Look, I know as a business the NFL must cater to a lot of different fan segments. And I’ve been one of the biggest proponents of game day entertainment. But what I absolutely detest is seeing an area of my home stadium turned into a South Florida night club, complete with Vegas-type show girls walking around on stilts … at a football game.
At the end of the day, we are fans attending a home football game – something we only get seven times a year. Out of town talent that brings in cultural aspects having zero to do with Jacksonville, or its team, becomes a sore spot to the 40k fans who were already buying season tickets well before The Clevelander crowd.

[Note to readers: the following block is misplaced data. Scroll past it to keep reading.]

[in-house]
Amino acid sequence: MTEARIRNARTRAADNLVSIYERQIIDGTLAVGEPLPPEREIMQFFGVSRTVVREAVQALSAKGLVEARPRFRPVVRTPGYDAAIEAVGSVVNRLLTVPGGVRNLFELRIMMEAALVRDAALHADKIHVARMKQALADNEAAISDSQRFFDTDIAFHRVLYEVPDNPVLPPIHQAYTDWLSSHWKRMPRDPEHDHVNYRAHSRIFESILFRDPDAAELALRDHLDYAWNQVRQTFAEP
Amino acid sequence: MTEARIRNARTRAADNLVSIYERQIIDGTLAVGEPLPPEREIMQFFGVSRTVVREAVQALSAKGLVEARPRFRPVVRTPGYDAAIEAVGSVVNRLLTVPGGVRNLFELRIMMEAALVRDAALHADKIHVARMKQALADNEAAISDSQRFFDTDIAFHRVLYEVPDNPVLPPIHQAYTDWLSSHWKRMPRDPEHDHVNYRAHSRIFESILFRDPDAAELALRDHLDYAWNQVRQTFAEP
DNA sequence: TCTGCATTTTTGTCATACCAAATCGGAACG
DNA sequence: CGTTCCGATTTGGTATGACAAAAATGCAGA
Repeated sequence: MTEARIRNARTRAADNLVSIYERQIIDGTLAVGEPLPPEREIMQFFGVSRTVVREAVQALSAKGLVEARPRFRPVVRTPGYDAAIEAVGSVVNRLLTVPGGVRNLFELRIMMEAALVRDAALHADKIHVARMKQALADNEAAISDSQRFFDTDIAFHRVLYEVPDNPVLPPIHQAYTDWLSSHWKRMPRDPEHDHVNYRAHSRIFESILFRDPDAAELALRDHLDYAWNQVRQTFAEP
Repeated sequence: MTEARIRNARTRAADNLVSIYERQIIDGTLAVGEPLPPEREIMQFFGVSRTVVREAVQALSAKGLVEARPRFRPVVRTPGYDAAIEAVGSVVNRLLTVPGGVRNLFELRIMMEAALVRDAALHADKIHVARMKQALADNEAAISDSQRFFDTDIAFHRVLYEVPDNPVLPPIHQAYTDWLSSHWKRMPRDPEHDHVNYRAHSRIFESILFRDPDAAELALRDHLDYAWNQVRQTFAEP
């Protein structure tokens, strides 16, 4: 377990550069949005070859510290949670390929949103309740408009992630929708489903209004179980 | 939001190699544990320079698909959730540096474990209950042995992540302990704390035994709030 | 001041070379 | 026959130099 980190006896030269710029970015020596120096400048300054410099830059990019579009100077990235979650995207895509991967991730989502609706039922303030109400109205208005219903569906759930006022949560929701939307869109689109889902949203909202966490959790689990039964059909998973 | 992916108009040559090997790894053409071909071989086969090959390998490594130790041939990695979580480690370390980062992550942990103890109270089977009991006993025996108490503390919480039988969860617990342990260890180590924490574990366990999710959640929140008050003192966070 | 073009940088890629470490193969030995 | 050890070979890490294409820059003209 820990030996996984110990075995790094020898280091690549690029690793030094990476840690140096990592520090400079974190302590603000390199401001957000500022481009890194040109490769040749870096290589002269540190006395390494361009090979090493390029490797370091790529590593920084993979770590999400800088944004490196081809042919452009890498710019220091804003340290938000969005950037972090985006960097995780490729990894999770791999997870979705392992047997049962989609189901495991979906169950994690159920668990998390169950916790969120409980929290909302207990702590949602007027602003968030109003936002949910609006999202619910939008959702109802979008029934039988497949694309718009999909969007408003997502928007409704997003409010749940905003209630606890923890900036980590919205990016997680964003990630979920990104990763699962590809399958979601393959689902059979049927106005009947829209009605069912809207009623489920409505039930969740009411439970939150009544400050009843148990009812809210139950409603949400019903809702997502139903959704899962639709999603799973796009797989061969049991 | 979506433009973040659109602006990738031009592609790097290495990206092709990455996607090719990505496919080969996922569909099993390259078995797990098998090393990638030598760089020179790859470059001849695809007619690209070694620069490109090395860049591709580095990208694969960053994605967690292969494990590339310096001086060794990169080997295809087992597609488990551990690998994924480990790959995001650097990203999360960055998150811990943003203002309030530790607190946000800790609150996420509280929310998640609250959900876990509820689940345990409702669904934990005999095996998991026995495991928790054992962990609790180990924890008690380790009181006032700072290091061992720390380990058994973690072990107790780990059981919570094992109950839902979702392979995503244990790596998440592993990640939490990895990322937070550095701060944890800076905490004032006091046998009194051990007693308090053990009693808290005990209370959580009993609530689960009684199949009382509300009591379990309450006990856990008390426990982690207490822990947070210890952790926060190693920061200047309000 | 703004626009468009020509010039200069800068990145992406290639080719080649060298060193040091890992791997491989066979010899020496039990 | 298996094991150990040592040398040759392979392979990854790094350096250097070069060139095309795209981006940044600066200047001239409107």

The Jaguars organization needs to step in immediately to ensure that this company caters to its fans first and foremost, or else they will continue to face backlash.
Winning Cures All?
It could be a fair assessment that if the Jaguars had a winning record, instead of an 0-5 start, that none of these things would matter.
But the team isn’t winning. And it puts a glaring focus on aspects that, in the past, the Jaguars organization had been very, very good at. They’ve partnered with local fan groups, publications and have genuinely listen to the feedback from the fans to provide a better game day experience.
Now I just hope that all of this isn’t falling on deaf ears for the sake of added revenue and the bottom line. Because at the end of the day, all the fans want is something to cheer about on the field and entertainment off the field that appeals to our market.